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Stock Market News for Sep 10, 2021

U.S. stock markets closed lower on Thursday as investors await the decision of the U.S. Federal Reserve with regard to the monetary policy.

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This story originally appeared on Zacks

U.S. stock markets closed lower on Thursday as investors await the decision of the U.S. Federal Reserve with regard to the monetary policy. Investors’ sentiment was also dented as the European Central Bank decided to slow down the pace of net asset purchases. All the three major stock indexes closed the day in red.

- Zacks

How Did The Benchmarks Perform?

The Dow Jones Industrial Average (DJI) fell 0.4%, or 151.69 points, closing at 34,879.38, continuing its losses from the previous three sessions. Notably, 22 components of the 30-stock index ended in red while seven finished the day in green and one remained unchanged. Major losers of the Dow were Amgen Inc. AMGN and Johnson & Johnson JNJ that lost 2.4% and 2.2%, respectively.

The tech-heavy Nasdaq Composite closed the day at 15,248.25, down 0.3%, continuing its losses from Wednesday, on the back of weak performance by large-cap technology stocks. Shares of heavyweight technology companies like Microsoft Corp. MSFT and Intel Corp. INTC fell nearly 1% and 0.3%, respectively. Microsoft carries a Zacks Rank #2 (Buy). You can see the complete list of today’s Zacks #1 Rank (Strong Buy) stocks here.

The S&P 500 fell 0.5%, closing the day at 4,493.28, maintaining its four-day losing streak. The Real Estate Select Sector SPDR (XLRE) and the Health Care Select Sector SPDR (XLV) fell 2.1% and 1.2%, respectively. Eight out of eleven sectors of the benchmark index closed in the negative zone and three closed in the green.

The fear-gauge CBOE Volatility Index (VIX) was up 4.7% to 18.80. A total of 9.3 billion shares were traded on Thursday, higher than the last 20-session average of 9.1 billion. Decliners outnumbered advancers on the NYSE by a 1.03-to-1 ratio. On Nasdaq, a 1.12-to-1 ratio favored advancing issues.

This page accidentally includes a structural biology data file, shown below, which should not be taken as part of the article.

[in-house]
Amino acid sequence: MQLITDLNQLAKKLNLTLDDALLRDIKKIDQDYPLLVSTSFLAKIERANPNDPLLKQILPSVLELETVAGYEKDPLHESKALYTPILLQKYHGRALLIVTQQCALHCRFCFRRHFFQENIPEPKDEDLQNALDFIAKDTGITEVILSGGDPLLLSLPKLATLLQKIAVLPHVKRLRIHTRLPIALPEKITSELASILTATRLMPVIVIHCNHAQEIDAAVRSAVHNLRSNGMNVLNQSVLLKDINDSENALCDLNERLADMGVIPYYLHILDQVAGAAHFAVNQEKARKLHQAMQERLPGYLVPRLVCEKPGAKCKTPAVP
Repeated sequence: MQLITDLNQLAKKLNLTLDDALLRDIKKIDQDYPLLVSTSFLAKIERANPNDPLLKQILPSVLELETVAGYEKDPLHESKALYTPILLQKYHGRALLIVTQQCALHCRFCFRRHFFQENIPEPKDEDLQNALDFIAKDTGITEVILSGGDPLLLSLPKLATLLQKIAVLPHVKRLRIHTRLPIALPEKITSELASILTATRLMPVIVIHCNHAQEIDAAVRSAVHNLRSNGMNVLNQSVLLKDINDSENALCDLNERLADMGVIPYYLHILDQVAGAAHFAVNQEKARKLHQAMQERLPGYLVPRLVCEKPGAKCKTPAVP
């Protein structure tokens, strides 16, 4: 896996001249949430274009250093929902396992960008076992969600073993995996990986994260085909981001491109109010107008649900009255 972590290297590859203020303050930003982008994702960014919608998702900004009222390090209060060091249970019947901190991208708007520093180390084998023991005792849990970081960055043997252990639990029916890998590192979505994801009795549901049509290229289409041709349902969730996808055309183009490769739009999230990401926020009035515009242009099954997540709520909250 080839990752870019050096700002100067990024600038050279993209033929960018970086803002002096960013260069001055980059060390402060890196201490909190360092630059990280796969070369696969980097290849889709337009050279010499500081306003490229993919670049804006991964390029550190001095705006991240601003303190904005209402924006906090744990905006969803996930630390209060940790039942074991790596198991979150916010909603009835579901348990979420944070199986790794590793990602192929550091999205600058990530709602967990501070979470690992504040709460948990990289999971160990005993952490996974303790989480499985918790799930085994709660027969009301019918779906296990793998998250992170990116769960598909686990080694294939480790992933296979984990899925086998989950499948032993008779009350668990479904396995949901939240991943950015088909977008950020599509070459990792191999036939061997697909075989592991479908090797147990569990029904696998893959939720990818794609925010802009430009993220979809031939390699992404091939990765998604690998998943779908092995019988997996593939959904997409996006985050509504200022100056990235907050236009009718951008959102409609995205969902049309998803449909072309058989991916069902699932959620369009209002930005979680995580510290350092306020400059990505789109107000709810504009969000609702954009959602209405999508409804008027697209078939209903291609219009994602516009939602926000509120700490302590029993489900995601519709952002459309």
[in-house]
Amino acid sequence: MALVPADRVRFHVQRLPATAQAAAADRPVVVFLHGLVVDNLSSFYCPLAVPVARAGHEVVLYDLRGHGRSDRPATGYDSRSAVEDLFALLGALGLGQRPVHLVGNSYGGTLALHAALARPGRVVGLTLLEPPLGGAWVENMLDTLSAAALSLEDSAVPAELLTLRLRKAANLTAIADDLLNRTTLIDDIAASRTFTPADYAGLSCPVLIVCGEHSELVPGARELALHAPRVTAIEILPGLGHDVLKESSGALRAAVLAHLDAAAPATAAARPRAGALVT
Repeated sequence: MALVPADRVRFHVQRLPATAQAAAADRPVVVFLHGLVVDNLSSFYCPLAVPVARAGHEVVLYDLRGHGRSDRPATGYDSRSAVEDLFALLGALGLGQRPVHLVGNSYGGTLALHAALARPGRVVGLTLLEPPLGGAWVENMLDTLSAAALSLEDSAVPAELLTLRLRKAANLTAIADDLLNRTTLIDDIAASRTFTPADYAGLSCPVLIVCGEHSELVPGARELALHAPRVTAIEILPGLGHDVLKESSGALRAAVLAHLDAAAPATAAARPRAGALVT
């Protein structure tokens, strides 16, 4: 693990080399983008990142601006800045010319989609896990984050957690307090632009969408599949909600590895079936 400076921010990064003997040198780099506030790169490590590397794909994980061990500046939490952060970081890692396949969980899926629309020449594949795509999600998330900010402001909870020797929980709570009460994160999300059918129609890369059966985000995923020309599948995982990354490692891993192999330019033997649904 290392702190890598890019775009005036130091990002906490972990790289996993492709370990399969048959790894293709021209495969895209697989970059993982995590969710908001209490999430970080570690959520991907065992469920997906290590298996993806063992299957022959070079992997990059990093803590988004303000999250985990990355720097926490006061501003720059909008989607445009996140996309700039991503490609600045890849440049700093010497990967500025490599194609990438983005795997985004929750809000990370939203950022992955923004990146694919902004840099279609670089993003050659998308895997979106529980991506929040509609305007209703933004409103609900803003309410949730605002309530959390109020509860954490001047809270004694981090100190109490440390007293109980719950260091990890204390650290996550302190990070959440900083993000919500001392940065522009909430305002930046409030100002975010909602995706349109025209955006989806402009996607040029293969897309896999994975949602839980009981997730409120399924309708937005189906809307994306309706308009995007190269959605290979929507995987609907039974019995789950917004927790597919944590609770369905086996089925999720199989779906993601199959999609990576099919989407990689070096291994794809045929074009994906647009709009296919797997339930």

Markets Await Federal Reserve’s Comments on Monetary Policy

The Dow and the S&P 500 ended Thursday’s session registering losses for the fourth consecutive session while the Nasdaq Composite also declined for the second consecutive day as investors await the U.S. Federal Reserve’s decision on monetary policy.

The Federal Open Market Committee is set to conduct its two-day policy meeting beginning Sep 21 and market participants are waiting to see whether the Fed takes any decision with regard to the scaling back of the $120 billion monthly bond buying program that it started during the pandemic to support the economic recovery. Moreover, concerns about the Delta variant of COVID-19 have dented the confidence of investors in recent sessions.

European Central Bank to Slow Pace of Net Asset Purchases

The European Central Bank (“ECB”) stated on Thursday that it would “moderately lower pace” of net asset purchases under the pandemic emergency purchase program that was implemented in March 2020, as inflation surges. In August, preliminary estimates showed that consumer prices in the euro zone increased 3% year over year, marking the highest reading in 10 years, and following a rise of 2.2% in July. However, the ECB kept its monetary policy and interest rates unchanged.

Economic Data

The U.S. Department of Labor reported that initial jobless claims decreased by 35,000 to 310,000 for the week-ended Sep 4. This marked the lowest level for initial claims since Mar 14, 2020 when it was reported at 256,000. The consensus estimate was 342,000 and the previous week’s data was revised upward by 5,000 to 345,000 from 340,000 reported earlier.

Continuing claims (people who are already receiving benefits) decreased by 22,000 to 2,783,000 for the week-ended Aug 28 from the prior week’s revised level. This also marked the lowest level for continuing claims since Mar 14, 2020 when it was reported at 1,770,000. The previous week’s level was revised upward by 57,000 to 2,805,000 from 2,748,000 reported earlier.

The four-week moving average for continuing claims decreased by 29,000 to 2,840,250. This also marked the lowest level for the average since Mar 21, 2020 when it was reported at 2,071,750. The prior week’s average was revised upward by 14,250 to 2,869,250 from 2,855,000 reported earlier.

The Energy Information Administration reported that U.S. commercial crude oil inventories (excluding those in the Strategic Petroleum Reserve) for the week ending Sep 3, decreased by 1.5 million barrels per day from the previous week. The report stated that crude oil inventories are below the five-year average by about 6%.



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